Lockdown Anniversary - a lost year or a push for innovation
Updated: Sep 10, 2021
One year after the country’s first lockdown, we shouldn’t dwell on what we’ve lost but focus on how to do better
The chaos of the COVID-19 pandemic has marked us all. It has changed our reality forever. There is no point in trying to bring back the old. All we can do now is rise up and face new challenges in new ways. Humanity has always excelled at turning calamities into ingenuity.
Solutions that think independently
The pandemic has been a blow to the quality of public services. Councils have been struggling with a surge in queries, information bottlenecks and the vulnerable people queuing up their digital channels. An increase in funding is helpful, but only if it is distributed wisely and used on effective solutions. Solutions that streamline work, offset financial loses and help more people than humanly possible. We need solutions that think independently.
AI helps Cheshire West and Chester Council handle a 600% increase in COVID-19 questions
ICS.AI has been developing Conversational AI for years already. It is more advanced, accurate and responsive than simplistic customer service bots. ICS.AI’s pre-trained and ethical AI Assistants achieve human parity performance even in times of crisis. At the start of the first lockdown, the council saw a 600% increase in requests to their AI Assistant AIDA for information. When their agent capacity was suddenly redirected to deal with a huge increase in citizen demands relating to Coronavirus, they were able to switch to using the AIDA and help hundreds of residents.
AI learns fast, freeing humans to help better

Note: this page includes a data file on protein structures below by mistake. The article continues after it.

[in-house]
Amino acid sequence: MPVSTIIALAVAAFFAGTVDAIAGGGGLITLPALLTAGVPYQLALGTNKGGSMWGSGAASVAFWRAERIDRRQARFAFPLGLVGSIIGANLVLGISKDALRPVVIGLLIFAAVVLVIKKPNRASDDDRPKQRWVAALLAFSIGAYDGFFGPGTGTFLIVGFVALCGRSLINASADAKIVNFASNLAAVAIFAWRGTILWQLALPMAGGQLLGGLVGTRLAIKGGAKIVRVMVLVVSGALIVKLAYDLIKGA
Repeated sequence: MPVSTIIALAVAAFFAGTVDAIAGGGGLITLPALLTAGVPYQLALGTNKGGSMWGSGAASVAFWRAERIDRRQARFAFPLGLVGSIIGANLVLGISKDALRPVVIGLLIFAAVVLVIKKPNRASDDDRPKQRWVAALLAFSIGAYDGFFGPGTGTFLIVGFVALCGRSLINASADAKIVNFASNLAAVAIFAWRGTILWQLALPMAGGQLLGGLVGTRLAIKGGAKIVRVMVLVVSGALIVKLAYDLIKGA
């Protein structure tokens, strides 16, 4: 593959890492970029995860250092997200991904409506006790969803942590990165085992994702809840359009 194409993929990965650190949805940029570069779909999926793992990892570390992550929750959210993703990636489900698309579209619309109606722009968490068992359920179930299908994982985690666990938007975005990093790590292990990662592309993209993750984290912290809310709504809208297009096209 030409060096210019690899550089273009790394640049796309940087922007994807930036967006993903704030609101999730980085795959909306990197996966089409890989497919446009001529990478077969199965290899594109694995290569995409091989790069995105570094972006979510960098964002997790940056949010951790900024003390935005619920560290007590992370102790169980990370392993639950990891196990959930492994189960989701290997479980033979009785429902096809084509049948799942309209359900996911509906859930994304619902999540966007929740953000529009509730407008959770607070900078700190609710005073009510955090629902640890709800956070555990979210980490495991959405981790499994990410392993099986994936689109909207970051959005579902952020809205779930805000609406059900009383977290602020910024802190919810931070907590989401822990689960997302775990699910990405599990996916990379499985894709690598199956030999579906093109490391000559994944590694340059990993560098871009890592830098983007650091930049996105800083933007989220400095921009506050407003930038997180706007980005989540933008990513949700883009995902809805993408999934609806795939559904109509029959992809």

When a crisis hits, information is power. It is a complex task to equip AI with curated knowledge. The Public COVID-19 Assistant has a priority store of hundreds of Coronavirus voice-ready answers and can fall back on multiple trusted and curated Coronavirus knowledge sources such as the council’s own website, the World Health Organisation, NHS 111, and Public Health England. Clients can also create their own dedicated local Coronavirus knowledge store. And this can be done on any topic. It is impossible to train staff as quickly, especially when they are needed elsewhere, or simply not enough. When we need all hands on deck, it’s reassuring to have AI that works as well as humans on our side.
Intelligent machines for the greater good
The Coronavirus crisis has cost us a lot. But we must try and look ahead. The worst catastrophes always remind us how much we need innovation. Ben Cummins, Managing Director of Qwest, who runs the council’s contact centre, stresses how fortunate they were to have had a 24/7 AI Digital Assistant on their website and hopes AI will further improve the service we are able to provide. Maybe this new symbiotic relationship between humans and AI can help us brace ourselves for future impacts. Machines have been a part of our systems since the beginning of time. Intelligent machines mean we’ve gotten better at it. But it’s not about ego. It’s about putting them to use for the greater good. And as the Coronavirus has taught us, it’s never too early to prepare for what the future holds.
See AIDA (Cheshire West and Chester Council's AI Assistant) live here: https://www.cheshirewestandchester.gov.uk/home.aspx
AI Transformation for Local Government: https://www.ics.ai/ai-transformation-for-lrg